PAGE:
Right now my monthly infusions of sol-u-med are also helping. And I'm looking forward to being able to use Ampra to help with my walking. But even if it's embarrassing I can't forget my bladder. With the use of Oxybuytnin I don't have to worry about wetting my pants and intermittent catheterization has saved me from repeated bladder infections.
As I now enter the last ¼ of my century I feel very positive. There is no doubt that knowing that the research in MS is continuing and that new medications are on the horizon is encouraging. And If getting better is not in the cards for me I do hope and pray that I keep most of what I have now physically and mentally.
I think what's most important remains a loving, supportive family and friends who understand and are willing to pitch in and help when you need it. And of course have things you have yet to do, places you have yet to visit, folks you have yet to meet, books I've yet to read etc..
My message for those younger people starting to live with MS and those who feel like your now on the MS See-Saw remember you still can have a good life. It may not be what you thought it would be but you can make it a good life. A life well worth living maybe for a whole century.
Live your life well ellie
Last year my sons put in a raised salad bed. And then I asked them to write up a detailed description with picture's here on my blog so I could share it as it was just so great. It can be found on my blog of 7/29/2009 "How to Make A Raised Salad Bed".
last summer I was able to able to plant, grow and then pick my salad greens most days by myself. It was so successful that we did not buy one salad green till October. And at the end of the summer we composted the bed to put it to sleep for the winter.
Over the winter we just watched to make sure the snow was not piling up too high on the top of the bed. Periodically we just cleared off the top of it a bit.
So they raised each end, poured in cement for it to rest on to give it utmost security.
Then they prepared the bed for planting our salad greens this year.
This is the fantastic result. 24 different wonderful greens in a patchwork quilt pattern ready to eat in Mid-May. Who needs flowers for beauty! (Oh we have flowers too.) And now with the new ramp they built for me to go down off the bridge "I'm independent no matter how my legs are every day. Bon Appetite ellie
More than 1,500 athletes and coaches from across the state will attend the games of the Special Olympics in Utica this year.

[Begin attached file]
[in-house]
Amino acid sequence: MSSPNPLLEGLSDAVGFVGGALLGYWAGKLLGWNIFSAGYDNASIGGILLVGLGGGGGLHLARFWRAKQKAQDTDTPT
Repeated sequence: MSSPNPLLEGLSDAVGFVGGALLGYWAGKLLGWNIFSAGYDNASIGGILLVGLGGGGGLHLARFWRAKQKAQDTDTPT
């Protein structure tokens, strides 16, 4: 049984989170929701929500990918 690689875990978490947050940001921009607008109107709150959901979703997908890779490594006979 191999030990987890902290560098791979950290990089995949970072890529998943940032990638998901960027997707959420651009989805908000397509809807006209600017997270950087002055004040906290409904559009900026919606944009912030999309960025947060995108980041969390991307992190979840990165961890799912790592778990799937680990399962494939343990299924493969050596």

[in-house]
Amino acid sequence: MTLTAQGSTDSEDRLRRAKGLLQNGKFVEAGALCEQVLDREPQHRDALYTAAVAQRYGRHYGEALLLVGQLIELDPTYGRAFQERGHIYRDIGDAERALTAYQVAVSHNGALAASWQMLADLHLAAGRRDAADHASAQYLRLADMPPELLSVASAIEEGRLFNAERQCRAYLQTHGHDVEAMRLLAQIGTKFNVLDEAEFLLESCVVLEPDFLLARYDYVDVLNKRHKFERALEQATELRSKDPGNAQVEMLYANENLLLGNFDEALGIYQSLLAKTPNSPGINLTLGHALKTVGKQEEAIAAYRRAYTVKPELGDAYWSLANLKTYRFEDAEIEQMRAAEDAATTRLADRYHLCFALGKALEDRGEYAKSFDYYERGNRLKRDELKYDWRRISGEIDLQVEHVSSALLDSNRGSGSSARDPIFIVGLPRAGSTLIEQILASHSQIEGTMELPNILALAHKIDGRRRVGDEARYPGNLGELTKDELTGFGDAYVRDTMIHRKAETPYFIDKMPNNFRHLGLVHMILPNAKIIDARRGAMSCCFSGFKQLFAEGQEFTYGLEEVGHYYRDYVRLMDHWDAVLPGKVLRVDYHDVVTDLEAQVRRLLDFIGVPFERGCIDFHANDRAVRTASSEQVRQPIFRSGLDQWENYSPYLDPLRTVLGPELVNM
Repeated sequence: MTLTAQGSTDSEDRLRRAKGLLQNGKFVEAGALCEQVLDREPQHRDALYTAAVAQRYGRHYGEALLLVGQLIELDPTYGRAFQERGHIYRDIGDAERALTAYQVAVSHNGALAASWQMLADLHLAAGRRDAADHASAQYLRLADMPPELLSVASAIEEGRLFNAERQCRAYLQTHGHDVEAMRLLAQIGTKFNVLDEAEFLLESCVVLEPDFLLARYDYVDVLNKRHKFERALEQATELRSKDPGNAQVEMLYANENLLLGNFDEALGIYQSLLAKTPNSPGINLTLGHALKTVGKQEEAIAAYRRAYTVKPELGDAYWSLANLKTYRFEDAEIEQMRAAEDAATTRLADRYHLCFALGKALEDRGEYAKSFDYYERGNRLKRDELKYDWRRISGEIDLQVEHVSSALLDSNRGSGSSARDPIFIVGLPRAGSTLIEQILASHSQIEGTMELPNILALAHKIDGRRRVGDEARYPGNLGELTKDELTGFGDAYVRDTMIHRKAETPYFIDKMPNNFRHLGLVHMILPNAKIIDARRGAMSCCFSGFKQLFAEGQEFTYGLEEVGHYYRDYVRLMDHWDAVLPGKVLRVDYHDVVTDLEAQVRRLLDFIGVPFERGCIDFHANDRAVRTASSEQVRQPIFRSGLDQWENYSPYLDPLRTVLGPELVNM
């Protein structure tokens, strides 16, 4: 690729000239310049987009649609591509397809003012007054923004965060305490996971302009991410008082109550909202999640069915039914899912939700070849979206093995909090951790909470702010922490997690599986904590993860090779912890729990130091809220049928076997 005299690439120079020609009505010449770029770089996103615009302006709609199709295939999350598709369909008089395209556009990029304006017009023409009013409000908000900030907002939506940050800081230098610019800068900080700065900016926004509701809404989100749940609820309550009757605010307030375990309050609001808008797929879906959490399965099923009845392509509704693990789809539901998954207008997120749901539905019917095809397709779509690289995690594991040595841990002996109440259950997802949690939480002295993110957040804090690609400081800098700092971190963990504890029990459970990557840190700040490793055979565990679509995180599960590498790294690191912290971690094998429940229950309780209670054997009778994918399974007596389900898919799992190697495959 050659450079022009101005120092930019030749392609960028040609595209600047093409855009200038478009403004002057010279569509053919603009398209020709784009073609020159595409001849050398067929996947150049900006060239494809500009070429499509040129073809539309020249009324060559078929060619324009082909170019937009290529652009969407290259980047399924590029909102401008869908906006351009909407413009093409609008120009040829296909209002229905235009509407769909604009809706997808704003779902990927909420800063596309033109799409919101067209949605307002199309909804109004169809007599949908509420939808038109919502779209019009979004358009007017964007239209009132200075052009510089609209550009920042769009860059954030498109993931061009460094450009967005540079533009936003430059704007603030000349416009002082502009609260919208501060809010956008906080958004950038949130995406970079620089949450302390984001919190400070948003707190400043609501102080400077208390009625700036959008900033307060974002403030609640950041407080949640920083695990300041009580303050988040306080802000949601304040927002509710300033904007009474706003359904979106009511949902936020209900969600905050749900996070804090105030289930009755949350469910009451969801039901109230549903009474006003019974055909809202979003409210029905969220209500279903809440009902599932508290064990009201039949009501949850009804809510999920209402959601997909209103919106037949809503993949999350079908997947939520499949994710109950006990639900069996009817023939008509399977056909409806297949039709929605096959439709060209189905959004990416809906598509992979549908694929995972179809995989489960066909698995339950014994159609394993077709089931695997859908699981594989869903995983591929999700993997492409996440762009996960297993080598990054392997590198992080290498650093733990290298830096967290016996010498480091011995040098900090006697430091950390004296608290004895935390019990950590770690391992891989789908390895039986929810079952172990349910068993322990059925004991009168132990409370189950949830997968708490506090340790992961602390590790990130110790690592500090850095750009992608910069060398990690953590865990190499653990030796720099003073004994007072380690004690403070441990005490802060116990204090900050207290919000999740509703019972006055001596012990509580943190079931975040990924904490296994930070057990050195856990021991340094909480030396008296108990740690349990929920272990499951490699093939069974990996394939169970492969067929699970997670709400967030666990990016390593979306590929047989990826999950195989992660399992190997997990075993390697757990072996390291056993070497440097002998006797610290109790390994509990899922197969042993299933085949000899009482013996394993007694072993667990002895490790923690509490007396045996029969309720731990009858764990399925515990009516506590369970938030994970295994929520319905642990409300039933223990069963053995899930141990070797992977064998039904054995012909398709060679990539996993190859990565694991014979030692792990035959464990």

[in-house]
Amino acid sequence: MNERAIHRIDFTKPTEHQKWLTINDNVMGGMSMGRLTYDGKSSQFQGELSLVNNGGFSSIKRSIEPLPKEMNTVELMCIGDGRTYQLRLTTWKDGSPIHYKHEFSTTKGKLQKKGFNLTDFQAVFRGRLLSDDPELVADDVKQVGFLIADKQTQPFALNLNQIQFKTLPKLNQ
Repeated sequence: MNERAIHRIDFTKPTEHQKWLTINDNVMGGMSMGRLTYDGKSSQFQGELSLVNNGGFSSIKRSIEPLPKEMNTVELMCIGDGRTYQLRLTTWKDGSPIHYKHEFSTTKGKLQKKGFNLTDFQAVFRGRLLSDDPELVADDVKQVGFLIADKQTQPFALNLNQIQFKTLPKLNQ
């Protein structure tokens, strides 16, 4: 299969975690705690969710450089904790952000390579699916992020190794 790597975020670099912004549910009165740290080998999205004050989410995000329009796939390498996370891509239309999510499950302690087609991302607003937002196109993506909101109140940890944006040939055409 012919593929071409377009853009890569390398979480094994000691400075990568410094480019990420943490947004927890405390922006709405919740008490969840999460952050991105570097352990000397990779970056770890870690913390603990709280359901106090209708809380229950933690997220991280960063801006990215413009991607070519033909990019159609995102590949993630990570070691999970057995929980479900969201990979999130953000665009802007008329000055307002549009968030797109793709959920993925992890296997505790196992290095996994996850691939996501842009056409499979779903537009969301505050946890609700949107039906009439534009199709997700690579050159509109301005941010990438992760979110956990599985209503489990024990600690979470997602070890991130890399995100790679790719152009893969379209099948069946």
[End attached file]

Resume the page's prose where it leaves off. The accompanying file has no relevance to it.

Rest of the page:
The games begin on Friday June 4 with the final leg of the statewide torch run through downtown Utica. The opening ceremony will be in in the evening at Utica College.
On Saturday June 5 competitions will include aquatics, basketball, bowling, power lifting, gymnastics, tennis, volleyball, and track and field. These games are open to the public and they are free.
It will be the special day. If you have never attended a special Olympics event and you are free and in the area- go don't miss it.
For more information and directions to get to Utica and the Special Olympics go to: http://nyso.org/
And for more information on employment and the results of the latest survey click on the link below: http://www.msif.org/en/get_involved/world_ms_day_2010/survey_results.html
To understand the in-depth commitment and goals of the MSIF and the MS society's a reading of the "Principles to Promote the Quality of Life of People with Multiple Sclerosis" would be a beginning. This document starts with the Forward by J K Rowling the author of the Harry Potter books. In the Forward she explains her mother's difficulties with MS and the effect that it had on the family. Her quote,"Quality of life is something we must all fight for in every country around the world, and to fight we need tools that are appropriate to battle ahead."To read the document go to the link below:
This indeed is what is being promoted by the MSIF and its MS Societies around the world. In the United States the MS society has worked hard to encourage Congress to have an MS Caucus in both the House of Representatives and Senate. These caucus's are where our legislators can gain information about the impacts legislation can have on people with MS or other disability's.
For more information on World MS day and Multiple Sclerosis go to the National Multiple Sclerosis Society web page:: http://www.nationalmssociety.org/get-involved/events/world-ms-day/index.aspx